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Dark Souls III hit 10 million units in worldwide sales in 2020, putting the entire series at over 27 million units sold, making it one of the better-selling game series of all time. The English versions of the game, however, have translation jobs that are far from perfect, being filled with all manner of mistranslations and odd localisation choices.

Frontline Gaming Japan takes a look at ten of these in this article.

This article contains spoilers for the Dark Souls series (Dark Souls 1, 2 and 3)

Also see: Safer Sephiroth, W-Materia and More: 7 Mistranslations and Other Oddities in Final Fantasy VII

 

(Undead) Rapport

This spell which makes an enemy ally with the user and attack other enemies, known as “Undead Rapport” in Dark Souls 1 and simply “Rapport” in Dark Souls 3, the word that was mistranslated to “Rapport” is in fact charm (魅了), is a word commonly used for the status effect in RPGs which causes a character to attack their own allies.

 

Affinity

This spell, which fires homing projectiles, was originally correctly translated to “Pursuers” (追う者たち) in Dark Souls 1 before being changed to “Affinity” in Dark Souls 2 and 3. One can presume that this was to prevent confusion with the boss known as The Pursuer in 2, but there seems to be little correlation between the spell’s new name and its original one, or its effect, and changing the existing name of a spell to accomodate a different change to another name might seem counterintuitive.

 

The Pursuer

Unsurprisingly, given how there is a spell originally called “Pursuers” in all three games, The Pursuer’s name was actually different in Japanese as well, originally being The Cursed One (呪縛者). Oddly enough, in the English version of Dark Souls 3 the player can obtain the shield used by the boss, the Curseward Greatshield, which references its original Japanese name.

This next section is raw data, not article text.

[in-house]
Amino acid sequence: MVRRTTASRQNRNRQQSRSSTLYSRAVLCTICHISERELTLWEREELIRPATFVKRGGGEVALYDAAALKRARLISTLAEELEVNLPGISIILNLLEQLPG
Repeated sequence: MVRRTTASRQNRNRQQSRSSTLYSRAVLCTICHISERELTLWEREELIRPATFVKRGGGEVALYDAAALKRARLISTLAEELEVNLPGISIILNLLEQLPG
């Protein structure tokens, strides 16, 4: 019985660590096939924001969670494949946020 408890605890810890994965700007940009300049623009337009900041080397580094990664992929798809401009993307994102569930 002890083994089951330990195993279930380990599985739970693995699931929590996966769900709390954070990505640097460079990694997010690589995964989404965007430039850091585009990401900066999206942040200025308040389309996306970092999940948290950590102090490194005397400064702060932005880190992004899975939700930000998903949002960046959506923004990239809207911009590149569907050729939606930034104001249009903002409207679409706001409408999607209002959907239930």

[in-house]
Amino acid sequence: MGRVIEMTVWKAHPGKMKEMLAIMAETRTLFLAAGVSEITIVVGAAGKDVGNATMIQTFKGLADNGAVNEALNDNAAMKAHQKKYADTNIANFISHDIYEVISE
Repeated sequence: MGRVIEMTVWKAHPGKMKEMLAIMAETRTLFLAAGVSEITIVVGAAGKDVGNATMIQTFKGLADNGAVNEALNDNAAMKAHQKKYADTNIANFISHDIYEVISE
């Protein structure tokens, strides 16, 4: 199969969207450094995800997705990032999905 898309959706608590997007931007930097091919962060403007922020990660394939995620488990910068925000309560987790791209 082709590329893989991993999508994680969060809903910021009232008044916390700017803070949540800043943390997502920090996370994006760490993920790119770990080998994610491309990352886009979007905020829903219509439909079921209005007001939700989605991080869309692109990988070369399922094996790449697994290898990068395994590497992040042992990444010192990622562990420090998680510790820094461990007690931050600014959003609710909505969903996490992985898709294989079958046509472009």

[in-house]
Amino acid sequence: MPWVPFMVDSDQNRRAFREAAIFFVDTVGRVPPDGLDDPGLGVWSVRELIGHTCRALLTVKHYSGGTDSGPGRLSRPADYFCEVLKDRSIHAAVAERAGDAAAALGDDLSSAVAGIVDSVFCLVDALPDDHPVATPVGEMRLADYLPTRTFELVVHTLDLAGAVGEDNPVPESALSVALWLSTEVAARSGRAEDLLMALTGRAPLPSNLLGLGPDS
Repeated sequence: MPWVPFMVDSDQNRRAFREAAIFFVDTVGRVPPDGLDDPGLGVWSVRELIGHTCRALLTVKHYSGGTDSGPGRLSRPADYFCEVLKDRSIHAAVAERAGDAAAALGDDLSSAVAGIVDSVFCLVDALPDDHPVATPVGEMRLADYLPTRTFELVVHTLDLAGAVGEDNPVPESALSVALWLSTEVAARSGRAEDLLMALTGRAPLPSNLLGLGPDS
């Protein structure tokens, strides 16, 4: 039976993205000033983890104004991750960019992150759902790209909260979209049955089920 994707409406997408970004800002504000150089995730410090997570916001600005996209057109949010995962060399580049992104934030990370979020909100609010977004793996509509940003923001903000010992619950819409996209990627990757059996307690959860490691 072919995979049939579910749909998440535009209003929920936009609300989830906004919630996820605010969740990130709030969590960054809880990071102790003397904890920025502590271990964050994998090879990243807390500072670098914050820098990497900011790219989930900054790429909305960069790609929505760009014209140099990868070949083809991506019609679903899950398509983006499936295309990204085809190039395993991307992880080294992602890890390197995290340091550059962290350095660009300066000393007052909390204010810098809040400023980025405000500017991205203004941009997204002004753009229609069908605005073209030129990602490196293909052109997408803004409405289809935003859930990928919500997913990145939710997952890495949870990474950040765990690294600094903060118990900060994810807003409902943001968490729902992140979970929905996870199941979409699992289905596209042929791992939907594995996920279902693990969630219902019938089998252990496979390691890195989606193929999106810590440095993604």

Profound Still

This spell which stops the casting of other spells, found in Dark Souls 2, is simply Deep Silence (深い沈黙) in Japanese, with “silence” being the exact same word that is commonly used in RPGs for the status effect which prevents characters from casting magic.

 

Soul of Cinder

While many series fans speculated over the meaning of the name of this boss, in Japanese it is simply known as the Avatar of Lords (王たちの化身), and is described as an avatar of all the previous lords who linked the flame.

 

Soul Stream

Though Soul Stream (ソウルの奔流) is technically an accurate translation, it is inconsistent with Dark Souls 2, where the same spell’s name was instead translated to Soul Geyser. It might have been a case of the translations being fixed, but that would contradict how Rapport and Affinity’s names remained unchanged in 3.

 

Strike Damage

In Japanese, the three kinds of physical damage are slashing/cutting (斬撃), piercing/stabbing (刺突), and blunt (打撃): In the English versions of the games, these are known as Slash, Thrust, and Strike. While slash is fairly obvious, and thrust is somewhat accurate, “strike” as a translation for “blunt” is quite inappropriate; while it could be a fitting translation on its own, the same cannot be said when it is being constrasted with the other two.